The Establishment Clause: Political Metaphor or Guarantor of Rights?

Laura S. Underkuffler

89 Texas L. Rev. See Also 49

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In this piece, Professor Underkuffler responds to Professor Schragger’s The Relative Irrelevance of the Establishment Clause.  Schragger argues that the Establishment Clause as judicially enforced law is overrated by scholars, given that few of the Court’s doctrinal rules in this field are enforced.  Underkuffler thinks that if these doctrinal rules, such as nonendorsement or anti-entanglement, are mere political metaphors intended to influence the political branches and the constitutional debate, then this would be a much weakened role for the Establishment Clause as well as the Court.

Underkuffler agrees that a gap exists between rhetoric and reality in the Court’s jurisprudence in this field. However, she argues that, while some aspects of the doctrine do not provide a basis for realistic legal rules, others present eminently workable standards to protect rights.  In the latter case, these are real guarantors of rights.

Schragger identifies the secular-purpose doctrine, the nonendorsement doctrine, and the anti-entanglement doctrine as three core doctrines of the Establishment Clause that the Court has failed to enforce.  Underkuffler notes that this claim should be put into perspective.  While the Court might announce broad principles, it can only enforce these principles in cases that come before it.  Rather, the lower courts and other organs of government must enforce or distinguish the Court’s pronouncements in the vast majority of cases.  So, the Court’s role as an enforcer of constitutional doctrine is overstated.

Underkuffler next addresses Schragger’s arguments for each of the three core doctrines.  She notes that in the abstract, each can be extended too far, to the point of incoherence and unworkability.  In these cases, the doctrines are best viewed as hortatory reminders by the Court of areas of potential danger.  But, argues Underkuffler, it is important that we not go too far.  In many applications, the doctrines articulate rules that are as enforceable as those in any other constitutional context, and in such cases the Establishment Clause is more than a political metaphor—it is a guarantor of rights.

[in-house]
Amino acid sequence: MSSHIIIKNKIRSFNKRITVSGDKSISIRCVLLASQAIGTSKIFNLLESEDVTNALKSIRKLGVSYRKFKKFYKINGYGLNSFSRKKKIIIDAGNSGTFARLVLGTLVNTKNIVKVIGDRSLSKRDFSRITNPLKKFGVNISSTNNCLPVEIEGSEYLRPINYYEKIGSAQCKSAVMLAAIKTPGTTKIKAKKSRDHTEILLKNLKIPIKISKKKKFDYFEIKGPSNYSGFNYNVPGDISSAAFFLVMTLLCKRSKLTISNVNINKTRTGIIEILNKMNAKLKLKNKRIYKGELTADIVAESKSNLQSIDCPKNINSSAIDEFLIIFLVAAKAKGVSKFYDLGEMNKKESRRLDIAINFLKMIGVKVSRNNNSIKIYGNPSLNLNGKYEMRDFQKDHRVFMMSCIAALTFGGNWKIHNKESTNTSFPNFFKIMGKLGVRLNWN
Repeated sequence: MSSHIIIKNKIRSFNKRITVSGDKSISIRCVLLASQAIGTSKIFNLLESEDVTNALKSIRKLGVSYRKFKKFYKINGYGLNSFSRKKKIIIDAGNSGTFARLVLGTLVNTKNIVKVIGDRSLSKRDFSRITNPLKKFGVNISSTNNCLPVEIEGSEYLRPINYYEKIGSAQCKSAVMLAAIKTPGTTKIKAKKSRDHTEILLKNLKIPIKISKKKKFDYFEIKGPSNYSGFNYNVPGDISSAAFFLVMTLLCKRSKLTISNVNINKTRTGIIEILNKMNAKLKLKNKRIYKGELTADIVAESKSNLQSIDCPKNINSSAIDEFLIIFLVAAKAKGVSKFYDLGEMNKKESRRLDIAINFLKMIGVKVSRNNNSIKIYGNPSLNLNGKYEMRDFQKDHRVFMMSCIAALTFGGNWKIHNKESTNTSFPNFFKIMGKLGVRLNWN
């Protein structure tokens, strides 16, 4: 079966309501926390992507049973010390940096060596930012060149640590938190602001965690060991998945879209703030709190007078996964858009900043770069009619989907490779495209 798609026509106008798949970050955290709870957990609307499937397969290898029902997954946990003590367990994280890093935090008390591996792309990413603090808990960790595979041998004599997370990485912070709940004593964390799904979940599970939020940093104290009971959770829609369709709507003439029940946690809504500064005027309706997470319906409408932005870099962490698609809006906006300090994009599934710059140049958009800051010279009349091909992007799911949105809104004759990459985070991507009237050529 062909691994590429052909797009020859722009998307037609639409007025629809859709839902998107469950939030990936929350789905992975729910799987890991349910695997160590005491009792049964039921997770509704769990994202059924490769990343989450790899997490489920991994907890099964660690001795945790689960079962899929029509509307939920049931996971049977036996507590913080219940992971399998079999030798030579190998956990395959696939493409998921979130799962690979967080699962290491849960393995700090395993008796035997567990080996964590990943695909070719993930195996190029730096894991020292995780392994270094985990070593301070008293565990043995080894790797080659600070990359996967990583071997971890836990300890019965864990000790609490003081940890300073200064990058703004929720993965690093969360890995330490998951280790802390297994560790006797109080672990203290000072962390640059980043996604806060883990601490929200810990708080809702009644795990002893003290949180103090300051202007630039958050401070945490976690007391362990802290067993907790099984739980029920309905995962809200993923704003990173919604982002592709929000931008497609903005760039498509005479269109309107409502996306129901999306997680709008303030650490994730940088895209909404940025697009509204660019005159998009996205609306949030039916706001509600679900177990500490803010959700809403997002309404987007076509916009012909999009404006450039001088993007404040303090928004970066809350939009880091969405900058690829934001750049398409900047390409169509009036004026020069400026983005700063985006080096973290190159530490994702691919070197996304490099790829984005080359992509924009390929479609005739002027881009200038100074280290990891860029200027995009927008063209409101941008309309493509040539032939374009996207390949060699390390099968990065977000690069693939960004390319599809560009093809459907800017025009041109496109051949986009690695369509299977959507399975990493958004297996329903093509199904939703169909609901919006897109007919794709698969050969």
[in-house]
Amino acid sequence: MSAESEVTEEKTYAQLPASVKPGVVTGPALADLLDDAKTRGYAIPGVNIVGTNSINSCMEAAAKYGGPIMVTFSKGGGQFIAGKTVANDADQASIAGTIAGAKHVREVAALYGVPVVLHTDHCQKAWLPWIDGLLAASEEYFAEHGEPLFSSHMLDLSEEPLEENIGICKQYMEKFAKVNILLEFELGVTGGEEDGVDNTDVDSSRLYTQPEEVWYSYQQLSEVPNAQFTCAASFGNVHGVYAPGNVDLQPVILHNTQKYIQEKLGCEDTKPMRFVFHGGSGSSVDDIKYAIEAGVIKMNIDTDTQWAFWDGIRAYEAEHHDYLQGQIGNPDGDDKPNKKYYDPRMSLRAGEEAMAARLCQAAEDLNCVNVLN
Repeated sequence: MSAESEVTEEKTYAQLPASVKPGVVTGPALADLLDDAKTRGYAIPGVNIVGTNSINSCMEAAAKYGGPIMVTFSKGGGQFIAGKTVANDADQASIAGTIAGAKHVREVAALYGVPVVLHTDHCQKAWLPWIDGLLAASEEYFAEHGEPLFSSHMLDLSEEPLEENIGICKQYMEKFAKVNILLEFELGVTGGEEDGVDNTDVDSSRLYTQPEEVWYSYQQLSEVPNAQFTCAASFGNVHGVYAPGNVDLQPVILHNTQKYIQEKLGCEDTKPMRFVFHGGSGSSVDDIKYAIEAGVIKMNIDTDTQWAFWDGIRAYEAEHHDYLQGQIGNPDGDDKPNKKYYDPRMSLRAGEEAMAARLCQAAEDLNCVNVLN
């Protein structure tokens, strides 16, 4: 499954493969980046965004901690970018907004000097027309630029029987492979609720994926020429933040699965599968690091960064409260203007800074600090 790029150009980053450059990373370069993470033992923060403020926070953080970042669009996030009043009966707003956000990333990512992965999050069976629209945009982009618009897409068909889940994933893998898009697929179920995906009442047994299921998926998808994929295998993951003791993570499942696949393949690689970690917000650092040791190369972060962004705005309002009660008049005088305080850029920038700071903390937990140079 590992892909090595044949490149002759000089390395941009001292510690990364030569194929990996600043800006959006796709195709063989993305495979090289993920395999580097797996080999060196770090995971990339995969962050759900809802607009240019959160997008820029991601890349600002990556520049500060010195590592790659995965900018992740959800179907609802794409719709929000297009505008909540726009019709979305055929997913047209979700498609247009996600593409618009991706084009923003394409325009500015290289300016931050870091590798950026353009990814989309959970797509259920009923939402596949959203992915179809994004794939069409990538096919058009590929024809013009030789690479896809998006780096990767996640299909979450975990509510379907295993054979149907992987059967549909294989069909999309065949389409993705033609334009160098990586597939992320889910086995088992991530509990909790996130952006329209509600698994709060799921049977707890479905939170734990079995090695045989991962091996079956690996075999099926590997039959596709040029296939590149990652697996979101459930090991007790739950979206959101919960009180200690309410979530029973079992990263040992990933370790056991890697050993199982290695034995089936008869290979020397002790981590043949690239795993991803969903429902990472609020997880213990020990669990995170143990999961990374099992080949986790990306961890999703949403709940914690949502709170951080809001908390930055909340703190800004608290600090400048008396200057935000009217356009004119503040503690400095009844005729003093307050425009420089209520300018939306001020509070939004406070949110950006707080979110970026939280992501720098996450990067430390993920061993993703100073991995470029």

A Comprehensive Theory of Deal Structure: Understanding How Transactional Structure Creates Value

Michael S. Knoll & Daniel M. G. Raff

89 Texas L. Rev. See Also 35

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Professors Knoll and Raff argue that Professor Fleischer’s theory that transactional lawyers produce an optimal transactional structure by balancing Coasean transaction costs and regulatory costs is incomplete. Instead, they advance the reverse Modigliani-Miller theorem as a comprehensive theory of transactional structuring. According to this theorem, company managers cannot change the value of that company by altering its capital structure if three assumptions hold: efficient capital markets, no transactions costs, and no taxes. In the real world, however, these assumptions do not hold, providing transactional lawyers with an opportunity to create value. Specifically, by identifying situations where the Modigliani–Miller assumptions fail and by employing capital-structure techniques that reduce the cost from the violation of those assumptions, transactional lawyers produce an optimal transactional structure.